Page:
2004 - Many deer management units (DMU's) in all regions of the state estimated to be above prescribed management goals with 48 DMU's designated as Zone T and 26 units as EAB; fall deer population estimated at 1.7 million deer; hunters issued one free antlerless permit for each license type (archery or gun) up to a maximum of two; during all seasons, hunters in the CWD DEZ and much larger Herd Reduction Zone (HRZ) are required to kill an antlerless deer before harvesting a buck; hunters kill 413,794 deer during the early antlerless only, nine-day gun, muzzle loader, late antlerless only and CWD zone deer seasons; eight gun deer hunting accidents documented with two fatalities; all accidents are either self-inflicted or shooter and victim were in the same party; hunters set a new record of venison donations by giving 10,938 deer yielding nearly 500,000 pounds of venison for food pantries to feed needy people across the state.

2005 - Forty-five DMU's designated as Zone T units with unlimited antlerless permits and expanded gun hunting opportunities; hunters issued free antlerless permits for both archery and gun licenses; permits valid in any Zone T and CWD units; hunters in CWD units could get an unlimited number of antlerless permits at the rate of four per day; hunters harvest 387,310 deer during the early October, regular gun, late December and muzzleloader seasons combined, the eighth highest kill on record; 195,735 deer harvested during the opening weekend (Nov. 19-20) of the nine-day gun season; gun deer sales total 643,676, down one percent from 2004; DNR conducts CWD surveillance survey in the agency's Northeast Region where 4500 deer are tested and CWD not detected; 14 accidents, including three fatals, during the nine-day season (Nov. 19-27); top five gun deer harvest counties - all located in central Wisconsin - are Marathon (15,871), Clark (13,918), Waupaca (12,260), Shawano (11,748) and Jackson (11,461).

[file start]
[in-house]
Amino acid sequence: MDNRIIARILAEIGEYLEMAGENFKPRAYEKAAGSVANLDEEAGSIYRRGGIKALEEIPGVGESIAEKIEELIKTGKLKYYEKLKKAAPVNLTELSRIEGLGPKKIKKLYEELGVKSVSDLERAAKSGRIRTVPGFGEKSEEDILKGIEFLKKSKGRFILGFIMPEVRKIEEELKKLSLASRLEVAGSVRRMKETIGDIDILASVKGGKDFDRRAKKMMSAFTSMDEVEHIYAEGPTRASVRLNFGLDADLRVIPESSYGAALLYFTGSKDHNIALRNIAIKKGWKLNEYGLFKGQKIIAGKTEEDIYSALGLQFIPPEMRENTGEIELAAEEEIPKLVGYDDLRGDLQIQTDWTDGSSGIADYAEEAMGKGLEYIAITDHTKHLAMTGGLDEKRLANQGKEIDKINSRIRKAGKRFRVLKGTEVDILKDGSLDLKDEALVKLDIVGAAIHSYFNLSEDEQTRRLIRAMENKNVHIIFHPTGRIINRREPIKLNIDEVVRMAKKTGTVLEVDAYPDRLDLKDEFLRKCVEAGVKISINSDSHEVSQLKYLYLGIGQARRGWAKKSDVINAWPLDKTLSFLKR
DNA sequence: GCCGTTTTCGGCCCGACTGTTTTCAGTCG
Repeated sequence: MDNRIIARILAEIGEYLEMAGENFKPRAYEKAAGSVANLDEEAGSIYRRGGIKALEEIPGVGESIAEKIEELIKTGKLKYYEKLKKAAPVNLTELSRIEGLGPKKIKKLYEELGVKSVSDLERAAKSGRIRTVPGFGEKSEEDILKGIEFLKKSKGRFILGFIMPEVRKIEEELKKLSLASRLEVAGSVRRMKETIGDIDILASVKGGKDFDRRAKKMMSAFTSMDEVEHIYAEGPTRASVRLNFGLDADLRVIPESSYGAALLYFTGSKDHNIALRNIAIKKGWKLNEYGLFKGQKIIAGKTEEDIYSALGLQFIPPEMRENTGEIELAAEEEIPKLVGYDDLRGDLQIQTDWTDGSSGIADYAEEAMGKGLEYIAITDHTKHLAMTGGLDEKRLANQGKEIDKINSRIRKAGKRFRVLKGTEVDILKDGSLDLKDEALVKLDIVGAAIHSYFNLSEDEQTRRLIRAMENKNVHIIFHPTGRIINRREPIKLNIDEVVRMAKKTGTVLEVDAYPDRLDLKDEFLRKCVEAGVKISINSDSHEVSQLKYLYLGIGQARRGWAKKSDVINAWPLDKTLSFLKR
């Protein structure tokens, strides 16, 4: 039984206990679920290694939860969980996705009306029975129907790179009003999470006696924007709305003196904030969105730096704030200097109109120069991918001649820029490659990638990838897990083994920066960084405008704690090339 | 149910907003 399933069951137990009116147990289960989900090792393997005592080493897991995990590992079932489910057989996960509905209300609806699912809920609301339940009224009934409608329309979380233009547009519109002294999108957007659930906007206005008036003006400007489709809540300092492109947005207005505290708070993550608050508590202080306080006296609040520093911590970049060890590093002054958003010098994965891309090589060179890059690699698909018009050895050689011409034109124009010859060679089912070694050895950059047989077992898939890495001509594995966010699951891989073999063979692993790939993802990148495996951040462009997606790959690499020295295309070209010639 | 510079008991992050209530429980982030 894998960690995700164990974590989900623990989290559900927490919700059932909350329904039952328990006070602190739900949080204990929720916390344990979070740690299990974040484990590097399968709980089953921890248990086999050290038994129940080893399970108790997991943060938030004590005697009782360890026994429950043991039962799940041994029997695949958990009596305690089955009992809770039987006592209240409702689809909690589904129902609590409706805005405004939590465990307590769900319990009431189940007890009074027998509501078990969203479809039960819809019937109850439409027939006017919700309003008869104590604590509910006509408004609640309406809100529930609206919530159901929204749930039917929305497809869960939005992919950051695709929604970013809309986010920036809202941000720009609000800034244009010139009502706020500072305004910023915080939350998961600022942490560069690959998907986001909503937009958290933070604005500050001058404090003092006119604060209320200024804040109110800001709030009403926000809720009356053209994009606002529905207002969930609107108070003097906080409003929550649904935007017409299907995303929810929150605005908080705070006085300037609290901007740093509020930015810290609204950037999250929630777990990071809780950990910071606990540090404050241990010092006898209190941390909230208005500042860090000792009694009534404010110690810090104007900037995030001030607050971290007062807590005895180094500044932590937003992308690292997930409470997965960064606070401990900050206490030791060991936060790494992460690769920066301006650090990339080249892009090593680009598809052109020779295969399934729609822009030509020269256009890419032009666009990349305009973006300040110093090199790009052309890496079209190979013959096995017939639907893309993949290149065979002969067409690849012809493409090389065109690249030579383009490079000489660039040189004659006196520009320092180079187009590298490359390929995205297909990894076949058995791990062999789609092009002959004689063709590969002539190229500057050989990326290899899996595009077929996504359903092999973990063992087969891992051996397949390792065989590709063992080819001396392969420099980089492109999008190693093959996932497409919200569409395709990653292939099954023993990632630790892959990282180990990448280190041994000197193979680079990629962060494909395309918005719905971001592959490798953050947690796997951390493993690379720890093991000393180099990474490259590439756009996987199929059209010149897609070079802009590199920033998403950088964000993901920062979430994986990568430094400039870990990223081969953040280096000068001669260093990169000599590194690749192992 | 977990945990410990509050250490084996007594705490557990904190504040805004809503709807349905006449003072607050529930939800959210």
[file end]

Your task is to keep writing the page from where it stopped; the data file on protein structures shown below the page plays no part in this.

2006 - Statewide harvest quota totals 469,385 antlerless deer; over 1 million antlerless deer permits issued to reach this quota; all hunters issued one free antlerless permit for each license type (bow and gun) with permits valid in any Herd Control, EAB and CWD units; hunters kill the fifth highest gun total (393,306) during the youth, regular gun, late December and muzzleloader seasons combined; 10 accidents, one fatal, with five self-inflicted and five with shooter and victim in the same party.

2007 - The 156th deer season; state's deer herd estimated between 1.6 and 1.8 million animals heading into the regular nine-day (Nov. 17-25) gun hunt and the 23-day (Nov. 17-Dec.9) hunt in the CWD Zones; 57 of Wisconsin's 130 DMU's have EAB rules; more than 65,000 hunters "prequalified" for a buck sticker in 2007 by registering an antlerless deer during 2006; 40 DMU's, many in the north, are on the "EAB Watch List" and may be EAB units in 2008 if antlerless kill isn't sufficient.